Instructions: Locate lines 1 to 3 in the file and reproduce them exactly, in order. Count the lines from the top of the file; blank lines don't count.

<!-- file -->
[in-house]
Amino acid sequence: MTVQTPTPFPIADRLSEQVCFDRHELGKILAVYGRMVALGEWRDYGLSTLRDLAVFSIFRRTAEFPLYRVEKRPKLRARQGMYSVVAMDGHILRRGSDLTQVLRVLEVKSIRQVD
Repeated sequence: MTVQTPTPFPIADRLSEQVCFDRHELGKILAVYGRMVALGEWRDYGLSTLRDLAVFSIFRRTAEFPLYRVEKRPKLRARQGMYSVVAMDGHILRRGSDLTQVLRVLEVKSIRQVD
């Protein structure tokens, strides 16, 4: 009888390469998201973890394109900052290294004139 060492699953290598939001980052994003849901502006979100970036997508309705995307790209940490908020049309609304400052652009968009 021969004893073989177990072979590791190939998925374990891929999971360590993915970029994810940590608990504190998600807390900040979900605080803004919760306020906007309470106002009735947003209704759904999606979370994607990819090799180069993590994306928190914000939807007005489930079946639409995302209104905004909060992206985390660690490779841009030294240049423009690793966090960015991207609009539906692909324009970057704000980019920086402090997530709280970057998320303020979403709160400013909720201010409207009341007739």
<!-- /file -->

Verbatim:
[in-house]
Amino acid sequence: MTVQTPTPFPIADRLSEQVCFDRHELGKILAVYGRMVALGEWRDYGLSTLRDLAVFSIFRRTAEFPLYRVEKRPKLRARQGMYSVVAMDGHILRRGSDLTQVLRVLEVKSIRQVD
Repeated sequence: MTVQTPTPFPIADRLSEQVCFDRHELGKILAVYGRMVALGEWRDYGLSTLRDLAVFSIFRRTAEFPLYRVEKRPKLRARQGMYSVVAMDGHILRRGSDLTQVLRVLEVKSIRQVD